IMG_2531Yesterday I had an incredible experience at the Benteler Education and Training Center in Paderborn Germany. We had the opportunity to learn Smart Manufacturing first hand by working in the Benteler Industry 4.0 Learning Factory. This factory was built by the students and used to teach Industry 4.0 smart manufacturing practices and techniques. This learning factory also affords students the opportunity to use equipment and use 4.0 practices. There are three choices of products to build in the learning factory: speed boat, semi tractor; or sports car. The cool part was that all of the parts for the products except for the the grill ornament (made by 3D printer) were Lego™. I had the honor of working with Representative Bob Behning on this project.

The line starts with the selection of which product and what color the product will be built. For this part of the factory SMART glasses are used in order to give the student the opportunity to use and navigate this 4.0 technology. I am really glad I had the opportunity to do this. We had been hearing about SMART glasses and having the opportunity to actually use them on the production line was awesome. Then after the selection of the color and product the line gave us a tray of parts to get started.

IMG_2532After assembling the frame of our truck it was then moved down the assembly line and the RFID chip (I could relate to this because it is like the RFID tags we use for data and identification of our dairy cows) read what product we were building and gave us the next set of instructions digitally. As we waved our hand over the screen the proper bin for the next part would light up and then the screen told us where to put the parts. Even though we were doing some human labor on this it was evident to see all the skilled labor that was needed to program the line to give us the right parts on time during the assembly. Finally, we installed the Benteler emblem made in the 3D Printer to the grill of the truck.

One of the coolest things was at the end of the assembly line when our completed truck went into the sensors to tell us if we had made it correctly. We either got a green light or a red light. The green light meant we had it perfect, the red meant we had a flaw. Sadly, we got a read light. We went back and studied, but could not find the issue. We found there was an error and we were not given the instruction or part to put some covers on the clearance lights on the front of the truck. But, how cool is that to have sensors that could tell us if the product was perfect. Here is a picture of our final product:

IMG_2530I am so glad I had this experience. It also really drove home the fact that, as the research tells us, as adults we like to learn like our young students. We want the education to be relevant and we want to be engaged in the process. Let me tell you, Representative Behning and I were very engaged. We were excited as the truck came together and went down the line. Then we were screaming when the truck did not pass inspection. We were ultimately proud of our product. Bottom-line – This Industry 4.0 Learning Factory made school work into real work. We were using real life digital tools to make a real product in real time. How much more engaging can you get?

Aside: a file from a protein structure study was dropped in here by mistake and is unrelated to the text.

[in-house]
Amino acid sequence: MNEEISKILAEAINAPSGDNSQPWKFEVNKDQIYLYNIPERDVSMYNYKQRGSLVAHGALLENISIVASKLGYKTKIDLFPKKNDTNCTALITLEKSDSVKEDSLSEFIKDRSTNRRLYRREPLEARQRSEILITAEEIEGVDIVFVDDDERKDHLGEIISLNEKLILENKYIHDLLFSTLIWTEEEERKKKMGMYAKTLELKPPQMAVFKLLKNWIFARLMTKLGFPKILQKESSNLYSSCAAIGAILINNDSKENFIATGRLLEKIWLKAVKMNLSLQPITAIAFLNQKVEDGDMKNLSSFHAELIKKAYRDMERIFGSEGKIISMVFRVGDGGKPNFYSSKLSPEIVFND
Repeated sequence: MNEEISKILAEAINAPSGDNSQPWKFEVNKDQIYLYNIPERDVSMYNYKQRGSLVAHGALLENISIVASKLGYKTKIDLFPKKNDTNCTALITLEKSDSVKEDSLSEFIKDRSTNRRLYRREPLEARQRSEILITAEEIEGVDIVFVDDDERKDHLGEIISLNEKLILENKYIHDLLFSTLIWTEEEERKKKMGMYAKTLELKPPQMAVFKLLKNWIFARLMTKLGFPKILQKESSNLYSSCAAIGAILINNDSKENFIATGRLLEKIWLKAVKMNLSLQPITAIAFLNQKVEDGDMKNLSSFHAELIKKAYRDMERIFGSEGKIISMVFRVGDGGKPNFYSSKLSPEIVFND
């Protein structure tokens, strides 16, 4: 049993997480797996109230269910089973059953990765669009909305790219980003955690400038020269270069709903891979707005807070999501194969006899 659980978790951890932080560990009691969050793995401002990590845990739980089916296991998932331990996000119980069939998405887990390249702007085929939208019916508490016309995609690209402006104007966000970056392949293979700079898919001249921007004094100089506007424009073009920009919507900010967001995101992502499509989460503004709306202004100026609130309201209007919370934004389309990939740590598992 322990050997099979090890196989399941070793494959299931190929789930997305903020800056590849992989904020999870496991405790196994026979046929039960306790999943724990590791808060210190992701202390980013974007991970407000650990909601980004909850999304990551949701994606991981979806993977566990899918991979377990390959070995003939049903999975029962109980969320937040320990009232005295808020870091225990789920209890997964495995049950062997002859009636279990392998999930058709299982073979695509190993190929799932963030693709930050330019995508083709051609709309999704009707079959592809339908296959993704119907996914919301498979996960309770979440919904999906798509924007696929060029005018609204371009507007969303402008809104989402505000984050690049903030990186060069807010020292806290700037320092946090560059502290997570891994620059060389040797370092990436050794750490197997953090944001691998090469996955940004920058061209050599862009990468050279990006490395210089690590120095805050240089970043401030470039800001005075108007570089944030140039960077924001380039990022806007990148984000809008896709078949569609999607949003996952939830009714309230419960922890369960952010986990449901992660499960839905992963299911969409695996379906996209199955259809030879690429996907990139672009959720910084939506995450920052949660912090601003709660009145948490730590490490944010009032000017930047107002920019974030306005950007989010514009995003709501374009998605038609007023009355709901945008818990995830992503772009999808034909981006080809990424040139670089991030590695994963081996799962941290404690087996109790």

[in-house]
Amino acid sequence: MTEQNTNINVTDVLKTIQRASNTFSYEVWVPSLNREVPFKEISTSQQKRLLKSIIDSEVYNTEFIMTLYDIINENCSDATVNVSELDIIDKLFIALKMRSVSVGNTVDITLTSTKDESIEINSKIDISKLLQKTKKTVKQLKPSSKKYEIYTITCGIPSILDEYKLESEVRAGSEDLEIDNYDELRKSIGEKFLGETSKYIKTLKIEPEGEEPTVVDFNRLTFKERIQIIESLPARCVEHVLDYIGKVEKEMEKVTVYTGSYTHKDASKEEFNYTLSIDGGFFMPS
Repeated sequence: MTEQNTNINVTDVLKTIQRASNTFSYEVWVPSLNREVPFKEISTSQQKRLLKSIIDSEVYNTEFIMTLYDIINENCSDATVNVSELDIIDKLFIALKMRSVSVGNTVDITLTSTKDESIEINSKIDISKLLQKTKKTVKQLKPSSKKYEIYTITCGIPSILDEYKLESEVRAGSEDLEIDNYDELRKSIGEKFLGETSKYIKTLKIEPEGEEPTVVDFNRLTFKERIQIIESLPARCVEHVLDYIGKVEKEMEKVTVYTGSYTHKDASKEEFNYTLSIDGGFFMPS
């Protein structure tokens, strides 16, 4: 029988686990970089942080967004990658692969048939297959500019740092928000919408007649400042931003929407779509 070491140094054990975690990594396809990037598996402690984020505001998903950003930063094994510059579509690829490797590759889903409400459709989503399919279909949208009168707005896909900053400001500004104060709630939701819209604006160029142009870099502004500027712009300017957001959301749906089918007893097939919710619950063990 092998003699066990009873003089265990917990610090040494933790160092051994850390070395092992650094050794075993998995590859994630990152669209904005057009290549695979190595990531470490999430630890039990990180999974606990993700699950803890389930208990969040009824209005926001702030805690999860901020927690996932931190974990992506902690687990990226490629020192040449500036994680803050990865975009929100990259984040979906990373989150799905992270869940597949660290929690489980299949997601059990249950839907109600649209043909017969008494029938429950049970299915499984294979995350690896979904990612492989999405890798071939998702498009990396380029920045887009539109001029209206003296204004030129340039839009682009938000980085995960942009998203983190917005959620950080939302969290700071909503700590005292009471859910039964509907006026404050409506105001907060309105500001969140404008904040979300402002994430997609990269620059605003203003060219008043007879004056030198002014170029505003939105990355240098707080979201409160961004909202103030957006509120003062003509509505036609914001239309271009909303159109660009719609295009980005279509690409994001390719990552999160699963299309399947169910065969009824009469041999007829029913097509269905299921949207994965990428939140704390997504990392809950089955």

IMG_2534The factories of the future will be very different from the workplaces of today – in 2016 alone nearly 200,000 robots were deployed in automotive factories and a further 85,000 were installed in factories making electrical and electronic goods, so automation will liberate people from the drudgery of production lines. Now with Artificial Intelligence (AI), the robots will be able to interact with the human. These “cobots” will take robotics to a new level. This past week we have also learned that at work or at home, the Internet of Things (IoT) will completely change the way in which most of us carry out our basic daily tasks, eliminating the drudgery of shopping, banking and even cooking.

I am so glad I have had the opportunity to learn about Industry 4.0 this past week. One thing is for sure: this will completely change the dynamics of manufacturing and will mean that we will be able to make products that are tailored exactly to our wishes in every way we could want. The very same technology is already being used to produce motor vehicles and even to “print” buildings, so the possibilities are almost endless! We need to make a commitment to making sure we have our students ready for this workforce. That means we must start and continue to have the conversations between all sectors about how to do what is best for our students. This involves bringing business/industry, k-12 education, higher education, education advocate organizations, business/industry organizations, state officials, families, and students together to partner how to make this happen. I appreciate all the work that organizations like Horizon Education Alliance are already doing to make the conversations happen – thus why we are learning in Germany and Switzerland. It is the right thing to do for our scholars!